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State Senate unanimously passes Erin’s Law

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    Activist Erin Merryn, who is fighting to get Erin’s Law passed in New York state.
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    New Baltimore activist Gary Greenberg, pictured at a rally supporting the Child Victims Act, is championing a new cause: Erin’s Law. A bill to enact Erin’s Law unanimously passed in the state Senate late Monday.
June 4, 2019 10:02 pm Updated: June 5, 2019 09:02 am

 

ALBANY — The state Senate unanimously passed Erin’s Law late Monday, but the bill remains in the Assembly’s Committee on Education.

Erin’s Law, named after childhood sexual assault survivor Erin Merryn and already on the books in 36 other states, would mandate training and education for students and faculty in grades K-8 in all New York public schools.

New Baltimore activist Gary Greenberg, who was a driving force behind the years-long effort to pass the Child Victims Act, joined forces with Merryn to get Erin’s Law passed in New York state. Greenberg said he believes the Assembly Education Committee is not taking action because the program would be a mandate.

“The Assembly has always had problems with mandates in the curriculum so we are hopeful that now that the Senate has taken bold leadership and passed Erin’s Law as a stand-alone law, the Assembly will follow and pass it,” Greenberg said. “The bill is mandated, so it would have to be part of the curriculum, and since the Assembly oversees the Regents and state Education Department, there has always been a problem with it being mandated. They don’t want to put mandates on school districts because then other groups might come in and push for their own mandates.”

Erin’s Law was first passed in Illinois, Merryn’s home state, in 2009. Since that time Merryn has worked to champion the legislation through dozens of other states. In New York she teamed up with Greenberg, who worked for years to get the Child Victims Act through the New York Legislature. That bill extended the statute of limitations in cases of child sexual abuse.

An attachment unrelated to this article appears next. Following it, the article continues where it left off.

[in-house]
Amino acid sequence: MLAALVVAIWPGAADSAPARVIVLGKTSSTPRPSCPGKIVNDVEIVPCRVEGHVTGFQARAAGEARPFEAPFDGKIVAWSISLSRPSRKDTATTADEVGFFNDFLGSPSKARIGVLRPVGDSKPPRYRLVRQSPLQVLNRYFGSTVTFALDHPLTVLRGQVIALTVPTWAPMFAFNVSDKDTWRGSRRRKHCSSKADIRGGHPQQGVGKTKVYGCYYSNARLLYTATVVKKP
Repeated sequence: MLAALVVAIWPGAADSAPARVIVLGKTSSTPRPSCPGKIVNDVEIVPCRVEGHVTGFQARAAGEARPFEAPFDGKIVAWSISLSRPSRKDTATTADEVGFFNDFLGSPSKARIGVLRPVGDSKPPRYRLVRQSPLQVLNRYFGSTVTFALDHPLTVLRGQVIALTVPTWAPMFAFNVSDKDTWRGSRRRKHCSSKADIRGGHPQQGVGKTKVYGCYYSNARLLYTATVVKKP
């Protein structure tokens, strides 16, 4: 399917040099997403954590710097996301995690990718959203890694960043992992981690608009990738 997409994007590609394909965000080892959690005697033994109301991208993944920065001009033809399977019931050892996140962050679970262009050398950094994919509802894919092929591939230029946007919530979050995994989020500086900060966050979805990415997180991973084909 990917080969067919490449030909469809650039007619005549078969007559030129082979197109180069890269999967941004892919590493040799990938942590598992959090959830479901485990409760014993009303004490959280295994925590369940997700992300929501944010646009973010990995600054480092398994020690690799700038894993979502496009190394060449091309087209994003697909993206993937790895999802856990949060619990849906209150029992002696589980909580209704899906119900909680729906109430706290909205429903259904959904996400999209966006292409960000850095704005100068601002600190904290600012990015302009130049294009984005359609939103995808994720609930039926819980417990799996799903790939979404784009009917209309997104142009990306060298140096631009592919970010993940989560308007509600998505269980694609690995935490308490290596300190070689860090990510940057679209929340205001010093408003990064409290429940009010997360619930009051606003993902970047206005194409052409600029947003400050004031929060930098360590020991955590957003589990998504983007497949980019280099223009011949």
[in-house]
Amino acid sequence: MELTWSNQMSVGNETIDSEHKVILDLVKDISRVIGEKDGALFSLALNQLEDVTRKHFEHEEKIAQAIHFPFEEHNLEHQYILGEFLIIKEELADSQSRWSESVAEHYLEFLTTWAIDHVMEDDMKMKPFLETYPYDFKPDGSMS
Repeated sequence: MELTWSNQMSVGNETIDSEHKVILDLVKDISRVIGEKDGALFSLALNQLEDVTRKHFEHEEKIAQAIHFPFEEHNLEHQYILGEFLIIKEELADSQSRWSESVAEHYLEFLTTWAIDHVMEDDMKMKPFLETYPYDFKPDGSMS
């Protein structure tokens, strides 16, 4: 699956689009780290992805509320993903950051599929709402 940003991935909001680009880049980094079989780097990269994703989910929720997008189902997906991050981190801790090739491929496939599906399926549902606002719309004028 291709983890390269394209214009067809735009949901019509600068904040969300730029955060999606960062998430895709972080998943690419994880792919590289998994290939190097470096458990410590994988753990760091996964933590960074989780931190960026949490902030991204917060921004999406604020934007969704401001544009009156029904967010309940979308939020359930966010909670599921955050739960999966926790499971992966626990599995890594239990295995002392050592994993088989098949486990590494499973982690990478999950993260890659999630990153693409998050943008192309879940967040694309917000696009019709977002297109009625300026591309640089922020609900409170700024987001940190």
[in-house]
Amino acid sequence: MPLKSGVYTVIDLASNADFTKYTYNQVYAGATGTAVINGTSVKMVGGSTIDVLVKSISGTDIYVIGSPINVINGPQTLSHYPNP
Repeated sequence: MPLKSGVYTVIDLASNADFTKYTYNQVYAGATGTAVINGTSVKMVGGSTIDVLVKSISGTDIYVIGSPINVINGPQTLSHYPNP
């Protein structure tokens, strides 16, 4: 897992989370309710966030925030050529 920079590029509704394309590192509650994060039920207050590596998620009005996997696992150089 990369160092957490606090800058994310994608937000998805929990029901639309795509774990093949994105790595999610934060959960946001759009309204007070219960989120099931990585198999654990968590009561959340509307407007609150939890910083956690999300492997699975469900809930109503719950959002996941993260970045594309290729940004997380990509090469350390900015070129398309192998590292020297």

Greenberg said Erin’s Law would complement the Child Victims Act. The mandated training under Erin’s Law would educate children on what is an appropriate touch and what isn’t, and how to report abuse. Training would be age appropriate, Greenberg said.

And early reporting of sexual abuse would also enable earlier treatment of victims, which could alleviate or prevent future problems sexual abuse can lead to, such as substance abuse or mental illness, he said.

But first, Erin’s Law has to come out of the Education Committee and go to the Assembly floor for a vote.

“It has passed in 36 other states and kids have come forward and said they were abused. Perpetrators were taken off the streets and kids have received the treatment they need instead of going through a lifetime of problems,” Greenberg said. “Child sexual abuse is an epidemic.”

Assemblyman Chris Tague, R-102, is not a member of the Education Committee where the bill is held up, but he said that if it goes to the floor for a full vote, he plans to support it.

“It’s an unfortunate reality that we have to educate our children about the dangers that they could face,” Tague said. “I am always supportive of legislation that would protect our children and help them be better informed. If we can provide the resources and education necessary to help ensure that our children know how to identify a dangerous situation or help out a friend, I think we should strongly consider it. After all, protecting our kids is something we can all agree is a priority.”

Bronx Assemblyman Michael Benedetto, D-82, is chairman of the Education Committee. He could not be reached for comment.

Greenberg and Merryn, along with several other organizations that are advocating for Erin’s Law, penned a letter to Benedetto on Tuesday urging the committee to send the bill through so it can go to the full Assembly for a vote.

“For the past eight years, the New York Assembly has delayed a vote on Erin’s Law. Frequently, the bill has not escaped committee in the Assembly,” according to the letter. “This tragic political gaming has left hundreds of thousands of kids in New York state harmed and permanently traumatized. With a unanimous vote in the Senate, now is the time for the Assembly to act in order to educate, empower and protect New York’s kids against rampant, systemic sexual abuse. We demand that you, as chairman, put Erin’s Law on the Education Committee Agenda for a vote immediately.”

In addition to Greenberg and Merryn, also signing the letter were Stephen Carpineta from New York Progressive Action Network; abuse survivor and activist Connie Altamirano; and Asher Lovy from Za’akah, a sexual abuse victims’ advocacy organization,

Training under Erin’s Law would not be burdensome to school districts, Greenberg said.

“Erin’s Law only asks for an hour out of the school year to teach the children, so it would not be a burden,” Greenberg said. “It’s not a partisan issue, it’s an issue of safety for children so they can know and judge whether they have been touched appropriately or not appropriately.”

If it is adopted, the program would be funded through the federal government under a law sponsored by Sen. Kirsten Gillibrand, D-N.Y., in 2015.